More than 20 Chinese groups in the Chicago area have collaborated to form a “complete count” committee, which will plan outreach efforts to ensure an accurate count of Chinese communities in next year’s census.
The Coalition for a Better Chinese American Community (CBCAC) announced the establishment of the committee at a press conference Tuesday in Chinatown.
Joined by State Rep. Theresa Mah, D-Chicago, Ald. Byron Sigcho-Lopez, 25th Ward, and staff members of the U.S. Census Bureau and the city of Chicago, CBCAC leaders stressed the importance of a robust census count in the Chinese community.
“Ten years ago, at the last census, there [were] so many things that this community did not have,” said the coalition’s board chairman David Wu. “It did not have a library, it did not have a field house, streets needed to be improved, and so many things have happened because we’ve been counted.”
Mah, whose district includes Chinatown and its surrounding neighborhoods, also reminded the community that the census lays the groundwork for redistricting.
“I started my career working in the community here in Chinatown almost ten years ago,” Mah said, “and the work that we did to push the redrawing of boundaries around the Chinese community really couldn’t have been done without the work that we did two years before, getting ready to count everybody in the community.”
Sigcho-Lopez said the city — and Mayor Lori Lightfoot — is committed to helping residents in neighborhoods like Chinatown get counted, especially in light of the Trump administration’s immigration policies and the president’s efforts to add a citizenship question to the 2020 census.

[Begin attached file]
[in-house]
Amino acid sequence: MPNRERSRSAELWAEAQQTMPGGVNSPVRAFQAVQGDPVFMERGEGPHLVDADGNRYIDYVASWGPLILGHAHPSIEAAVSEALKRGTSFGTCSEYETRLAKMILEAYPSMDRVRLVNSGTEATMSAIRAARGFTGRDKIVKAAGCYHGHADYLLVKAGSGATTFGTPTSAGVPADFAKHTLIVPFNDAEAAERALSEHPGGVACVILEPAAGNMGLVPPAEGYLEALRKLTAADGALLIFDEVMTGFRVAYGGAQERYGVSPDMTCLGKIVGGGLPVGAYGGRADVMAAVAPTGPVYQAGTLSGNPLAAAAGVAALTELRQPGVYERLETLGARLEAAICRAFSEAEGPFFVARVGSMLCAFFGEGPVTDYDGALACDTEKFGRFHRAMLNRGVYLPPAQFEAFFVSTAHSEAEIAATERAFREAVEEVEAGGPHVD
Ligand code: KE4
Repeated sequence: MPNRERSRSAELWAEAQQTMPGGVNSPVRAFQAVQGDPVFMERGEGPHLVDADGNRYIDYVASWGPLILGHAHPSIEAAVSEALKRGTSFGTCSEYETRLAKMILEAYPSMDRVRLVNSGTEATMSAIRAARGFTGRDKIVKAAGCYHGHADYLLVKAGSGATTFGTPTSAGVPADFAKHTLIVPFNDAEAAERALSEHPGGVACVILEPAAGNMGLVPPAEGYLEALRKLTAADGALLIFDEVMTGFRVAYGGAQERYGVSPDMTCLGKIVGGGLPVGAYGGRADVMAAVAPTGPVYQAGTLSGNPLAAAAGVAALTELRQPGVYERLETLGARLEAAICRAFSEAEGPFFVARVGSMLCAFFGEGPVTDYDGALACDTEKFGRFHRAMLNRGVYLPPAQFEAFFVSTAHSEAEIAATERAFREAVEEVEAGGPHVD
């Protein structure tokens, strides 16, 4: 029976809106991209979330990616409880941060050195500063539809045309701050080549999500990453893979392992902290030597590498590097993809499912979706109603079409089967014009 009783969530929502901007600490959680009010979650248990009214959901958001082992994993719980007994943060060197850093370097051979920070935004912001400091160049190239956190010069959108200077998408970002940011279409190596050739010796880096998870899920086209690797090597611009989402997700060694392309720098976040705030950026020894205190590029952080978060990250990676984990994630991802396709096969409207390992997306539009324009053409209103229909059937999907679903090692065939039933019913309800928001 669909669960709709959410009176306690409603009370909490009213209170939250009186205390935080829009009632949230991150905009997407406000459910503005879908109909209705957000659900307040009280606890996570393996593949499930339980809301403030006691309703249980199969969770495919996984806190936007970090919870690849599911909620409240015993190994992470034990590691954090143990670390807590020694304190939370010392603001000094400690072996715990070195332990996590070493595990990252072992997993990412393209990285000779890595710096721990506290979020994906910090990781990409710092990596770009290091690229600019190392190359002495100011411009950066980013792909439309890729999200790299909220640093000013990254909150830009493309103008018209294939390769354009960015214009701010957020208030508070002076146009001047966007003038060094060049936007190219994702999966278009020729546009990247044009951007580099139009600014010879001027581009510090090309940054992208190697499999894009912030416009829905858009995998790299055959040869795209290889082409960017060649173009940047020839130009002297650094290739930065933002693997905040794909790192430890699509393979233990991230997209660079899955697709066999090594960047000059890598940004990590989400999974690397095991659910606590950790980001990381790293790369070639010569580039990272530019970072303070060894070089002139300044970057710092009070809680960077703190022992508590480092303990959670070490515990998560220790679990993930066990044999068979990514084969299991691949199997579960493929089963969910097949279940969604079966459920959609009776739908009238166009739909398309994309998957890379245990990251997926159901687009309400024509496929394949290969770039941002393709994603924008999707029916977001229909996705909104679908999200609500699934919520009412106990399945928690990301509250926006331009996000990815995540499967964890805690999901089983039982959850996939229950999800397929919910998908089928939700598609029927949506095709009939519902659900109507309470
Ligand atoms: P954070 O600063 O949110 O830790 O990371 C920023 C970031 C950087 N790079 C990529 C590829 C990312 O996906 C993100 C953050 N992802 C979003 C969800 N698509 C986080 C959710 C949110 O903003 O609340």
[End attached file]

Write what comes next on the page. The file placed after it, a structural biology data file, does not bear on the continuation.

“In a community like Chinatown, like Pilsen, like the many immigrant communities that make the city a very special place ... we’re here to make sure that we let the [Trump] administration know that we will organize to make sure that everyone is counted,” Sigcho-Lopez said.
The complete count committee’s chair, Grace Chan McKibben, said she led the 2010 get-out-the-count efforts. “With language and cultural and other barriers, [Chinatown] is an area that traditionally has a lower count,” she said.
However, unlike in 2010, when her efforts were focused on three census tracts in Armour Square and four in Bridgeport, McKibben said next year’s census outreach will extend to McKinley Park, Brighton Park, Douglas and Oakland, as well as South Loop and Pilsen — each of which have sizable Chinese populations.
McKibben cited language barriers and distrust in the government as two big reasons why Chinese residents are hesitant to fill out the census questionnaires.
And with the self-response questionnaire going online for the first time in 2020, McKibben said the digital divide may be a problem as well. Nearly a quarter of Chinatown households do not have internet access, she said, citing data from a hard-to-count map created by the City University of New York.
According to a census bureau survey, Asian residents were the least familiar with the census, as well as the least likely to report their intention to respond to the decennial headcount.
Esther Yoon-Ji Kang is a reporter for WBEZ’s Race, Class and Communities desk. Follow her on Twitter @estheryjkang.